350 chev rebuild

Discussion in 'Gas Engines' started by mikealston2428, Mar 30, 2013.

  1. mikealston2428
    Joined: Jul 2011
    Posts: 203
    Likes: 1, Points: 18, Legacy Rep: 10
    Location: aussie

    mikealston2428 Senior Member

    Hi guys,
    I removed all piston and did find a couple of area that needed a bit of a clean.
    I put all pistons back in one at a time and tourqed each one indervigally.
    I torqued 4 pistons and then need to turn engine to get at the rest of the pistons to torqed these up I can't turn the engine at all, this is getting real frustrating.
    I am torquing bolts to 45 pounds is this correct.
    I will say when the engine was running a few months back I did try to turn the engine with a socket on the front pulley and couldn't.
    Any help would be great.
    Cheers,
    Mike
     
  2. mikealston2428
    Joined: Jul 2011
    Posts: 203
    Likes: 1, Points: 18, Legacy Rep: 10
    Location: aussie

    mikealston2428 Senior Member

    I torqued one turned engine over, losened it and then torqured then next and so one I was able to turn the engine over on each one one at a time bit together can't turn
     
  3. Dave T
    Joined: Sep 2011
    Posts: 250
    Likes: 14, Points: 18, Legacy Rep: 158
    Location: Anamosa Iowa and North Buena Vista on the Mississi

    Dave T Senior Member

    There are only two things that could be wrong one would be that the rod caps are mixed up. All of the rods and caps should have been numbered, were they?? When rods and caps are made they are bolted together and then bored. If they are mixed up the bores will not be perfectly round and the crankshaft will lock up when you torque the nuts. The second thing would be that the bearings are not the right size for the crankshaft. Is this a new or reground crankshaft?? How do you know that it's .040 undersize?? I don't see any indication of you following the advice you have been given here. When you install pistons you do it one at a time torque it down and turn the crankshaft and if there is a problem you stop and find out what is wrong you do not install a bunch of pistons and then find out the motor doesn't turn. If all the rod caps are on the correct rods and not turned around then the bearings are the wrong size for the crank I don't see that you have checked any with plasti-guage or have miked the crank. The crankshaft will naturally get harder to turn as you put in more pistons. Maybe you would be better off to find a good mechanic with experience rebuilding motors with equipment to mike the crank to come and take a look at it. It might be worth it in the long run Ive seen motors that have been rebuilt by people without the knowledge, experience or proper equipment that didn't turn out well in fact I've redone a few.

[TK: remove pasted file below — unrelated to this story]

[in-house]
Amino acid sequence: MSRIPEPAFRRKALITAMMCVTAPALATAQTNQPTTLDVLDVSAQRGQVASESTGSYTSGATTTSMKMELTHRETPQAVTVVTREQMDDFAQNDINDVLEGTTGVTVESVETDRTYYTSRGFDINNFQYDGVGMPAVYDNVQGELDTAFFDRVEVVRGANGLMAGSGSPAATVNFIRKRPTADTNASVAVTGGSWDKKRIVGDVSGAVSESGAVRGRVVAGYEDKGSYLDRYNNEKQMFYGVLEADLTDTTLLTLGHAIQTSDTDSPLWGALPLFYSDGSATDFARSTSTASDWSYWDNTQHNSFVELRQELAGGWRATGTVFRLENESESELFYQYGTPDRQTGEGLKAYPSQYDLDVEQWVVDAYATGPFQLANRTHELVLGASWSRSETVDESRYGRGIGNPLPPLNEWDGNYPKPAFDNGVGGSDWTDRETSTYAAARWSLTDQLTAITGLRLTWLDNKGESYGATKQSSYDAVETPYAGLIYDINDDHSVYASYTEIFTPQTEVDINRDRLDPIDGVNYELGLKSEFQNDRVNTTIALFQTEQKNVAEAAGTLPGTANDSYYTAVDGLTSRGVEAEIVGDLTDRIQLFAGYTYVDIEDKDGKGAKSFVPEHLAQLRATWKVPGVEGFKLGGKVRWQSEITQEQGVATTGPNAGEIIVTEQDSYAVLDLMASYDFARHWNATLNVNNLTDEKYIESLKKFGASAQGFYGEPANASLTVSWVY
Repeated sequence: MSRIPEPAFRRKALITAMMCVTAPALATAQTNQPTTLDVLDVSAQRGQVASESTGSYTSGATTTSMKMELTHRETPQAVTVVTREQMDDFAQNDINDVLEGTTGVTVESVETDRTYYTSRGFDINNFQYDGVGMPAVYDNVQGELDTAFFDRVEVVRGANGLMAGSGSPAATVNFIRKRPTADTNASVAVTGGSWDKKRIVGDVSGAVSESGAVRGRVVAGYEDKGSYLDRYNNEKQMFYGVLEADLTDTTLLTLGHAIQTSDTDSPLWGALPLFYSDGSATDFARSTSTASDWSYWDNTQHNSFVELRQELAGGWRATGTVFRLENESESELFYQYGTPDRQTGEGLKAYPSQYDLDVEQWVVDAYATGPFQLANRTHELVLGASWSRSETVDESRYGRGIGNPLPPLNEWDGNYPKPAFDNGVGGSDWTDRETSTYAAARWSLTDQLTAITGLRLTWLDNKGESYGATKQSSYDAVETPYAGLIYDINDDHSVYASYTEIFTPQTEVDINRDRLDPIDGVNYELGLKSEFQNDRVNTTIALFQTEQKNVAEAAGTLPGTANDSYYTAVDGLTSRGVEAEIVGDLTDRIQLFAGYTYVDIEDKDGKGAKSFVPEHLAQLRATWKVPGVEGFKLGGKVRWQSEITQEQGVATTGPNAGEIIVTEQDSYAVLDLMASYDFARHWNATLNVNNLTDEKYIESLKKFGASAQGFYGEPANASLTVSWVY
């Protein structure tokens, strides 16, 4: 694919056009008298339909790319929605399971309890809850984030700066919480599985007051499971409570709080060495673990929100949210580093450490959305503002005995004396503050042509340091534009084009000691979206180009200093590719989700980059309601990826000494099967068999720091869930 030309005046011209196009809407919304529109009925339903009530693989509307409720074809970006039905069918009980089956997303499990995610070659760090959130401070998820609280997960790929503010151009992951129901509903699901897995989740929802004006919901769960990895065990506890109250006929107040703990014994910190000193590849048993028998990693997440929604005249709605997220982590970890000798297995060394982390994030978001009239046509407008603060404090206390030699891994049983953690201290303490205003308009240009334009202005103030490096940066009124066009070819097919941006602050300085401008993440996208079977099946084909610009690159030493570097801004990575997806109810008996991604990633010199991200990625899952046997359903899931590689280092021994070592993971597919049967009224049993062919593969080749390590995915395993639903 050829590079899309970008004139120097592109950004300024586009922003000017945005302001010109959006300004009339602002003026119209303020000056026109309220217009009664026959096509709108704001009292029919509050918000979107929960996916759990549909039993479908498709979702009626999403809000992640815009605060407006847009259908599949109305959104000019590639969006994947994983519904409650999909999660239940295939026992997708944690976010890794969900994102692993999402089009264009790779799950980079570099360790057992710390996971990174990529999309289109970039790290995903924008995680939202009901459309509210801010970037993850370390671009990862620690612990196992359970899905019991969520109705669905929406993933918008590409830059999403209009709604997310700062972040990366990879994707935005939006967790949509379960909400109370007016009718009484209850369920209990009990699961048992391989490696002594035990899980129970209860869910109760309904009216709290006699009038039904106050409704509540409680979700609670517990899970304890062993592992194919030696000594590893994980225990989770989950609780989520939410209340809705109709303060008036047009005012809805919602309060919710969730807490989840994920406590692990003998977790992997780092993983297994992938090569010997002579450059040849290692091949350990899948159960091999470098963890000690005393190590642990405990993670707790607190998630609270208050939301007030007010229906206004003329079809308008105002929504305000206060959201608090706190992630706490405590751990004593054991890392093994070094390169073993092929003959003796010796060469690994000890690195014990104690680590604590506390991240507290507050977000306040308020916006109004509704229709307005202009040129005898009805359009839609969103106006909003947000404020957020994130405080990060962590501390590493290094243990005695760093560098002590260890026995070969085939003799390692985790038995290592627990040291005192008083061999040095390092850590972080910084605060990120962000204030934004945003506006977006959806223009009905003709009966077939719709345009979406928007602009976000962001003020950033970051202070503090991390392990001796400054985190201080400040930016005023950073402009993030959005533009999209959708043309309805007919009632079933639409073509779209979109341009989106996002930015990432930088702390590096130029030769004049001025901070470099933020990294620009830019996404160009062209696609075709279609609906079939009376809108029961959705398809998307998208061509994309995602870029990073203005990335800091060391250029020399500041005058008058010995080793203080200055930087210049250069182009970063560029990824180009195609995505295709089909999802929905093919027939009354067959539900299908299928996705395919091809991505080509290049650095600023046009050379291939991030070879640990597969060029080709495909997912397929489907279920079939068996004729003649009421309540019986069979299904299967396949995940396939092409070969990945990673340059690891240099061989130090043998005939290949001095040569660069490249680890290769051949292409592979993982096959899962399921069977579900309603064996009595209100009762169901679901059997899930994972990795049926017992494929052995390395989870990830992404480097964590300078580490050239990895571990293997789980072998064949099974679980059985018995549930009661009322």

4. 40grit
    Joined: Dec 2013
    Posts: 2
    Likes: 0, Points: 0, Legacy Rep: 10
    Location: Santa Ana ca

    40grit New Member

    Locked up

    We once had some similar problems during a stroker build. It turned out to be the main caps in the block needed a line bore. Once the machine shop cut the caps and honed the block straight all was well. As my professional motor builder said to me,, welcome to motor building.
     
Loading...
Forum posts represent the experience, opinion, and view of individual users. Boat Design Net does not necessarily endorse nor share the view of each individual post.
When making potentially dangerous or financial decisions, always employ and consult appropriate professionals. Your circumstances or experience may be different.